LEADERBOARD

17 Jul 2018

Influencing equipment stores - it’s within our gift

Adam Ferry, OT

The experience of equipment exhibitions for many Occupational Therapists working within the public sector (NHS/Local Authority) is likely to have been similar to my own.  The relatively undirected amblings of someone looking longingly at equipment they know will never be available to them.

That was certainly my experience some years ago until I dipped my toe into the private sector.  From that point exhibitions became a lot more interesting as I understood that my awareness and understanding of the market played a critical role in ensuring recommendations within that sector were current, accurate and exhaustive.

For this reason I can understand, based on my experiences, why manufactures/providers of healthcare products often appear to focus more on the private market and indeed why whilst making my way through exhibitions I hear Occupational Therapists saying to the exhibitor “sorry, I work in the NHS”.

However, working in both statutory and private services concurrently has afforded me opportunity to both expand my product knowledge and influence decision makers within the former.

At The OT Show 2017 I was shown a moving & handling product, a non-mechanised standing aid, very similar to a popular but more expensive model often used by my Occupational Therapy team.  The product we had been requisitioning in increasingly high numbers needed to be approved by a weekly clinical panel based on clinical reasoning and availability of reconditioned alternatives but was reducing significantly the need for mechanical standing hoists which were currently a standard stock item.  The approval process and subsequent ordering meant that clients were often waiting for 2-3 weeks for this piece of equipment with hospital discharges managed with alternatives that were not ideal.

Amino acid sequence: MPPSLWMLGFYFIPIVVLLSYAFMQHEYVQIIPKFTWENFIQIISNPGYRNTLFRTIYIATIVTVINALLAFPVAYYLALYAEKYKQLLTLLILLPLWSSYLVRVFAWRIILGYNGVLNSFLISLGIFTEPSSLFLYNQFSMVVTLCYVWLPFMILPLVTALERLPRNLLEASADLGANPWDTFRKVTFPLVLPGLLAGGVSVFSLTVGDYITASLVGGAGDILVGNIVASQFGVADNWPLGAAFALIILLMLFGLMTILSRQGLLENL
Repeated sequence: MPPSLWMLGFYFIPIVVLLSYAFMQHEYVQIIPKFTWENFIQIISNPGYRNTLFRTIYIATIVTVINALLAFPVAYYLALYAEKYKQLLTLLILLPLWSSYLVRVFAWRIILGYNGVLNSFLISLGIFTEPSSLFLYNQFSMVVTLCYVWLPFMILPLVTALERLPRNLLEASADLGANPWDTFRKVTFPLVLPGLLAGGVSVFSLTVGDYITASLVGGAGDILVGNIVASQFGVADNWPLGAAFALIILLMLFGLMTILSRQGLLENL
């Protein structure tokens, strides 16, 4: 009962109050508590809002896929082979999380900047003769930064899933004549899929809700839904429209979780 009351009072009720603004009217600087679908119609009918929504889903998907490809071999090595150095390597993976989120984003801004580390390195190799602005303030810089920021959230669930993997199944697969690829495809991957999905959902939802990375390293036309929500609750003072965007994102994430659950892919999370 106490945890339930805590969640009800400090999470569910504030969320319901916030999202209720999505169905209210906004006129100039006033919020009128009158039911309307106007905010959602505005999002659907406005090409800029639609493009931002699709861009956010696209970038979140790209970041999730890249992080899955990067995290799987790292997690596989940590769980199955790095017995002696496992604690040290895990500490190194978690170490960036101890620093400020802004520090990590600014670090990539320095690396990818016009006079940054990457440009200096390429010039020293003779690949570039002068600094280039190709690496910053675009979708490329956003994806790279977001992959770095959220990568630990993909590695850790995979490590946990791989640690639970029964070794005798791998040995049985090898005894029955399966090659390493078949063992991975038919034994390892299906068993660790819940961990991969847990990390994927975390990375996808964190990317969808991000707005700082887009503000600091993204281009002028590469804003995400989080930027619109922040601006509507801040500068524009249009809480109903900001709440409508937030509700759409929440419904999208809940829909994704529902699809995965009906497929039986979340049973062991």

On discussion with the exhibitor some recommendations were made for minor alterations to the product that would make it more flexible within the home environments we work in.  We discussed costs per unit and availability of stock.  Based on reduction of mechanical stand-aid provision and the lower cost of this new product I felt able to build a business case that suggested its inclusion as a standard stock item off-set by making the mechanical device a ‘special’ requiring panel approval.

This business case was approved, the equipment trialed and has now been ordered in bulk as a standard equipment store item.

My personal experience demonstrates how Occupational Therapists use of an exhibition is not dependent on which sector you work in but more about mind-set.  Wherever we work we are the expert in our clients and their needs.  Equipment providers need us to tell them what we need, so be brave and take control.

Exhibitors also need to take ownership; engage Occupational Therapists from every sector.  I may have ordered 1-12 of these products a year in my private sector role but have just influenced the order of more than 30. 

Tell exhibitors what we need so that they can go and find or design it; that makes an exhibition a true collaboration of expertise.

So lets start a revolution and have the equipment our clients need on the approved list, not what is cheapest or what a non clinical manager tells us we need.

More information of equipment providers, their members and how to influence change can be found on the National Association of Equipment provider’s website at www.naep.org.uk

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